The Hiway House Hotels were a chain of motor hotels built in a colonial design. The chain was founded in 1956 by Webb and Flamingo. On March 1, 1958 Webb bought out Flamingo's share of Hiway House and sold its share of the Flamingo Hotels (mentioned above). Webb sold the hotel chain in the 1960s.

Sahara-Nevada Corporation

The Sahara-Nevada Corporation and its holdings (the Sahara and Mint Hotels in Las Vegas) was acquired by Webb in 1961. Webb would open and operate several more hotel/casinos throughout Nevada under the name.

King's Inn Hotels

Del Webb's Kings Inn Motor Hotels were established in 1960 and placed within Webb's master planned communities, with most within the Sun Cities. The hotels featured Old English decor.

  • Kings Inn, Sun City, AZ, Built 1960, Sold 1987
  • Kings Inn, Sun City, CA, Built 1962, Sold 1972
  • Kings Inn, Sun City, FL, Built 1962, Sold 1972
  • Kings Inn, Clear Lake, City, TX, Built 1963, Sold 1987

Towne House Hotels

Del Webb's Towne House was a small chain of upscale hotels situated in the upper stories of Webb owned high-rises.

  • Del Webb's Towne House (Trinity Plaza) San Francisco, CA, Built 1961, Sold 1987
  • Del Webb's Towne House, Phoenix AZ, Built 1964, Sold 1981
  • Del Webb's Towne House, Fresno CA, Built 1964, Sold 1987

Additional Hotels

  • Continental Hotel, Denver CO, Built 1957, Sold 1987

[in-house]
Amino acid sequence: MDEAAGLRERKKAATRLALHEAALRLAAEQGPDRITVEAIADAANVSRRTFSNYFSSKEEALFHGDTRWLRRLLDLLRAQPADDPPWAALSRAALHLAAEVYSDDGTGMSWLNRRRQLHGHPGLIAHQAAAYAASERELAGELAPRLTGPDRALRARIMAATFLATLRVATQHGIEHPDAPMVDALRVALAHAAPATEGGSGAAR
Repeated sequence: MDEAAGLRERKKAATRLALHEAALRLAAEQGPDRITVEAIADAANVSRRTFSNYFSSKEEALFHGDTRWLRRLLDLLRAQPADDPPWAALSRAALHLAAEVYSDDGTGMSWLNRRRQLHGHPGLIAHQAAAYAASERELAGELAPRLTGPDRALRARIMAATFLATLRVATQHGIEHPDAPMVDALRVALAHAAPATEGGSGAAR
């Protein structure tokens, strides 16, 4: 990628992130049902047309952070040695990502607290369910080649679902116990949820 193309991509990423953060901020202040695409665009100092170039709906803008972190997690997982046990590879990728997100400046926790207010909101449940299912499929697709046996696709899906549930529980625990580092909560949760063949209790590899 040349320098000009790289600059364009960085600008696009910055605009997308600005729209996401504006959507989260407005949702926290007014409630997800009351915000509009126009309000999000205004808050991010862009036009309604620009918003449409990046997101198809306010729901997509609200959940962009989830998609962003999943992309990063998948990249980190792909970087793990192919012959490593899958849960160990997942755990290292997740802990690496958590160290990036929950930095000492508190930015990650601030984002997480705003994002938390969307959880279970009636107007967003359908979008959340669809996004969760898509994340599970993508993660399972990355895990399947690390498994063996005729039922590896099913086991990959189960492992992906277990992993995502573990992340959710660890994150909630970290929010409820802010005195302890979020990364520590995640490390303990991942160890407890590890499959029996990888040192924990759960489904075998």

• Del Webb's Mountain Shadows Resort, Paradise Valley AZ, Acquired 1961, Sold 1981
  • Del Webb's OceanHouse, San Diego, CA, Built 1962, Sold 1964
  • Del Webb's Newporter Inn, Newport Beach, CA, Acquired 1970, Sold 1981
  • Del Webb's Kuilima Resort Hotel, Kahuku Oahu, HI, Built 1972, Sold late 1970s
  • Claridge Hotel, Atlantic City, NJ, Acquired 1977, Sold 1983
  • La Posada Hotel, Scottsdale, AZ, Established 1978, Sold 1987
  • Nevada Club, Laughlin, NV, Acquired 1979, Sold 1988
  • Raintree Motel, Bullhead City, AZ, Acquired 1982, Sold 1987

Merlin Hotels

Merlin Hotels was a chain of high rise hotels located throughout East Asia, acquired in 1971.

  • Merlin Hotel Hong Kong, China, Acquired 1971, Sold 1987
  • Merlin Hotel Singapore, Acquired 1971, Sold 1987
  • Merlin Hotel Penang, Malaysia, Acquired 1971, Sold 1987
  • Merlin Hotel Kuala Lumpur, Malaysia, Acquired 1971, Sold 1987

Properties

Properties owned, managed and/or operated by Del E. Webb Corporation.[3]